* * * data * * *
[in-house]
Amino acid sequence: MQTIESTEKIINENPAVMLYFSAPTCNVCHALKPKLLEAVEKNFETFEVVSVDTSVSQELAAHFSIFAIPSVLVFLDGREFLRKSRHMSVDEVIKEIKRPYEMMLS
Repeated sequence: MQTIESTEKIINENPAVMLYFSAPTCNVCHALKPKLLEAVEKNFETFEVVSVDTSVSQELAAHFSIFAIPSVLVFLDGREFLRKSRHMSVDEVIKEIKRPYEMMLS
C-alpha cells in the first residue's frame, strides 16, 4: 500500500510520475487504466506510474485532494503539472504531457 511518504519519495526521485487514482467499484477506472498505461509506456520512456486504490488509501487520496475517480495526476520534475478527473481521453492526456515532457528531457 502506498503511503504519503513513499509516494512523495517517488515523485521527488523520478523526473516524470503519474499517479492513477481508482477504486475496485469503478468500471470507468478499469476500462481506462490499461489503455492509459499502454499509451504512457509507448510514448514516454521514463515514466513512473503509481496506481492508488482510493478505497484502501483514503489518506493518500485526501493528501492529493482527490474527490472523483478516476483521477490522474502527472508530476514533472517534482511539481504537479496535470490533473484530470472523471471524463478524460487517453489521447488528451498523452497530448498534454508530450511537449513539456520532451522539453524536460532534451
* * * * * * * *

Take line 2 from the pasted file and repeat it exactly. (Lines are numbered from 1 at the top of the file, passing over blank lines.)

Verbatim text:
Amino acid sequence: MQTIESTEKIINENPAVMLYFSAPTCNVCHALKPKLLEAVEKNFETFEVVSVDTSVSQELAAHFSIFAIPSVLVFLDGREFLRKSRHMSVDEVIKEIKRPYEMMLS